Upbeat producer Zoë George delves into the world of symphony orchestra concerts with cellist Brigid O’Meeghan from the New Zealand Symphony Orchestra.
Discover the answer to the most divisive question in the concert hall…
When should I applaud?
Brigid O’Meeghan: I think normally at the end of the work when it’s obvious the work has ended. But there are some movements that end on a high climax and people spontaneously applaud. It shows the music has got to the heart of the people. I don’t have a problem with that.
Some people find the thread of listening experience has been broken when that happens, but there are some who find the experience arousing and want to show their appreciation.
What’s more irritating to us is when you have a quiet ending and everything goes completely still. There’s always one or two in the audience who want to let everyone else know that they are the ones who know the work has finished and they start applauding. But it destroys the magical end. That’s a more disturbing aspect than applauding after the first movement of a work.
We should also applaud when the conductor enters. It’s a greeting and a welcome. The concert master comes out first, bows and sits. Then the conductor follows. Sometimes they will speak to the audience and you can applaud then too.
Do also applaud solos. I don’t have a problem with that at all. It’s right and appropriate and okay.
Some conductors segue into the next movement to limit the amount of applause. Sometimes that works better than others.
How do we know when the work has finished?
Brigid O’Meeghan: It’s a period of silence and stillness and if it’s prolonged the conductor will quietly lower their hands and that’s a visual cue for the audience to respond.
According to an article in Affluent Magazine, the correct way to clap at the concert hall is by “holding your hands slightly to your left and clapping small brisk claps”. How should we clap?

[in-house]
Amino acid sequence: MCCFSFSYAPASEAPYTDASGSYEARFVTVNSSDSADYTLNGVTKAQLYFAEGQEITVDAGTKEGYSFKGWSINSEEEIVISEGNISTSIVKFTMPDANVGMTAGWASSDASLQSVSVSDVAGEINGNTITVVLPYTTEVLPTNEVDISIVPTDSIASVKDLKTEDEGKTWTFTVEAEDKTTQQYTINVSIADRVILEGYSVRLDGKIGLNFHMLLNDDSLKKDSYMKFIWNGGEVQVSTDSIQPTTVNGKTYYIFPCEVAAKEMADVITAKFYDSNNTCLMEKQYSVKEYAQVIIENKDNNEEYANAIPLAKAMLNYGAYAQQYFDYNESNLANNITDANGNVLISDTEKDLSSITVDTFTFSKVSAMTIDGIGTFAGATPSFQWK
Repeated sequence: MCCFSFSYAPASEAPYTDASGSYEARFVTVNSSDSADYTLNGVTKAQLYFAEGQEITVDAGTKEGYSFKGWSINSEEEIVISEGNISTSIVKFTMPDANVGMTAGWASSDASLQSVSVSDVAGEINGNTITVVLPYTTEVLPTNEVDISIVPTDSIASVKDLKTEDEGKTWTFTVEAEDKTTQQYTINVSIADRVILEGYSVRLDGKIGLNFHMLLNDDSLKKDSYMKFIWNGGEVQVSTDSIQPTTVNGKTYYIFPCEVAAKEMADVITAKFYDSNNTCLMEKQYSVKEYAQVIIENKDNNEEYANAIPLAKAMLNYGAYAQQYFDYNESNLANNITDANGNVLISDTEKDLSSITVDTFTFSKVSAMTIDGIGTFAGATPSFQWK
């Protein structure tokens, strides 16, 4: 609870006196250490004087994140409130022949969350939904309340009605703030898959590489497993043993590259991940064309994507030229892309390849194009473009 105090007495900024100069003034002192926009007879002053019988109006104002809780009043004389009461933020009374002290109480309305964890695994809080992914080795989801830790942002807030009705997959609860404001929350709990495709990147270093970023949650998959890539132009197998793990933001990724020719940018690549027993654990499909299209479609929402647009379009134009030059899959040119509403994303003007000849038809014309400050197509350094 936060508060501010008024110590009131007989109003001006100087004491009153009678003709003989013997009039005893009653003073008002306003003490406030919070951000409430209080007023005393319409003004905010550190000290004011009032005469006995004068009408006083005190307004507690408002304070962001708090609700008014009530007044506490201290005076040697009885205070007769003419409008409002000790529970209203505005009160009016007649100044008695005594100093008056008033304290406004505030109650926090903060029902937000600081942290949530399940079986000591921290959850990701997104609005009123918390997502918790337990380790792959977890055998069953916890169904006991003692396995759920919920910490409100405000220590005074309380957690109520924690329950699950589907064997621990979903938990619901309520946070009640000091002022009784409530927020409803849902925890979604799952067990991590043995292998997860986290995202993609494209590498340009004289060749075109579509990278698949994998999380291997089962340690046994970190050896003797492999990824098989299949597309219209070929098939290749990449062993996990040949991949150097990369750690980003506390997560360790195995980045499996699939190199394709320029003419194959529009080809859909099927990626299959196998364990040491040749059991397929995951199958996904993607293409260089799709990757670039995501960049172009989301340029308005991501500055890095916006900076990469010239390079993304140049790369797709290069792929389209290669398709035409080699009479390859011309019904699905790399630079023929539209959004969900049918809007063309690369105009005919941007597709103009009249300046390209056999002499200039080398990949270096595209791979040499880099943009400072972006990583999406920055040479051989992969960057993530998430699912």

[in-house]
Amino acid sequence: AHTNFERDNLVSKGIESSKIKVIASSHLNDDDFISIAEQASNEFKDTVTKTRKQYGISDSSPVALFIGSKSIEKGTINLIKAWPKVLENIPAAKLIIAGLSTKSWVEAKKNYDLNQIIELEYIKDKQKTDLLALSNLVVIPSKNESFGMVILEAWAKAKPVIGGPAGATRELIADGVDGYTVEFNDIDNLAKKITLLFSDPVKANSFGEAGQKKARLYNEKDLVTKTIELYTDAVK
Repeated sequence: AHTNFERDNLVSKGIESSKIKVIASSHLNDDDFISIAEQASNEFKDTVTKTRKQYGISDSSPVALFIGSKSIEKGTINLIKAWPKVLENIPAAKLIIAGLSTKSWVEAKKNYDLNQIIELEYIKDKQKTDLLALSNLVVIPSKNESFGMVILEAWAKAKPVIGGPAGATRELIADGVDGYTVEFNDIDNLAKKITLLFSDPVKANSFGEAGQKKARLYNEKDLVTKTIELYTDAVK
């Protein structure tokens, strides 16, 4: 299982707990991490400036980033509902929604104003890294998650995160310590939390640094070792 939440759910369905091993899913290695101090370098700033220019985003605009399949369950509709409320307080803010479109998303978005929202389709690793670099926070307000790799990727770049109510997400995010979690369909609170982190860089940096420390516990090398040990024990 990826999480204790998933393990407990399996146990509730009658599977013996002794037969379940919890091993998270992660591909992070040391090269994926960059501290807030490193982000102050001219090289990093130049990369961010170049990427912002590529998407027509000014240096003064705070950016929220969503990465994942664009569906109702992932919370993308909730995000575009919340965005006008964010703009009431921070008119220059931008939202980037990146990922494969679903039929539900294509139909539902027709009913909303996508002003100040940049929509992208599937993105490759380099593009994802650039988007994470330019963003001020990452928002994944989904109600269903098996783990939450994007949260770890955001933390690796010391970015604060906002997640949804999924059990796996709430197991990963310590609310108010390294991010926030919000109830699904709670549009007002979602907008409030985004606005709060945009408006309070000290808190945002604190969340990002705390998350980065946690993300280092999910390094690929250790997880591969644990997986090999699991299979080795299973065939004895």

Brigid O’Meeghan: I’ve got a lot to learn about clapping! I go to concerts and if I’ve been to it and enjoyed it and my hands go together and I make as much noise as I can with my hands, and sometimes with my feet.
What about stomping our feet?
Brigid O’Meeghan: It shows a double whammy of appreciation. You’ll see orchestral members stamping discretely after an awe inspiring solo.
Can we move to the music in the form of head bopping and air-conducting?
Brigid O’Meeghan: For some people it’s irritating, for others it’s part of the engaging experience of the music. Just try a little gesture which is discrete and not distracting to others. The golden rule is to be respectful and considerate of others.
Can we make requests?
Brigid O’Meeghan: We just can’t pull the piece out of our hats. On the whole it doesn’t happen in the hall, but it’s happened in informal concerts.
Can I be "fashionably late'"?
Brigid O’Meeghan: No!
What should I wear?
Brigid O’Meeghan: Wear whatever you want to wear as the traditions have changed. 40 to 50 years ago people dressed formally; men wore bowties and women wore dresses and we stood up for God Save the Queen. Avoid noisy fabrics like silk taffetas or jackets that are slightly plastic. It’s extraordinary how the noise carries in the hall.
What about perfume? The Toronto Symphony Orchestra encourages a 'scent-free' environment.
Brigid O’Meeghan: Use cologne and perfume sparingly. Some people are sensitive or allergic and it can be quite distressing when they start sneezing or getting a runny nose.
What should I do when I get a coughing fit?
Brigid O’Meeghan: It’s something that happens to the musicians at times. Cough into an arm or elbow. If it doesn’t stop, leave discreetly. Bring unwrapped lozenges with you. The plastic is noisy. Also drink some water before you go into the hall. Many halls don’t allow food and drink so plan ahead.
Talking isn’t appropriate in the hall. How do we tell one of our neighbours nicely that their conversation is distracting from the music?
Brigid O’Meeghan: Try body language. A little smile and a finger to the lip and gesture with the eyes, to say “please be quiet!”
Sometimes people aren’t aware that the sound in the auditorium is not just one directional from the stage. The musicians hear everything. We are in the business of listening. The quietest whisper will be heard by us and by everyone else.
What about technology? Can I tweet, text and take photos?
Brigid O’Meeghan: No. Turn it off.
What about bringing children?
Brigid O’Meeghan: Please do bring them. They are our future audience. But as the parent you know your children best and whether they can sit still for a long period and have learnt the art of listening.
What advice do you have for those wanting to go see the orchestra for the first time?
Brigid O’Meeghan: Don’t be afraid to buy a ticket. Come with an open heart and mind and be prepared for the experience. Research the programme. If you are not sure, ask friends. Also don’t worry if you’re doing something right or wrong, take your cues from others. Sit and enjoy.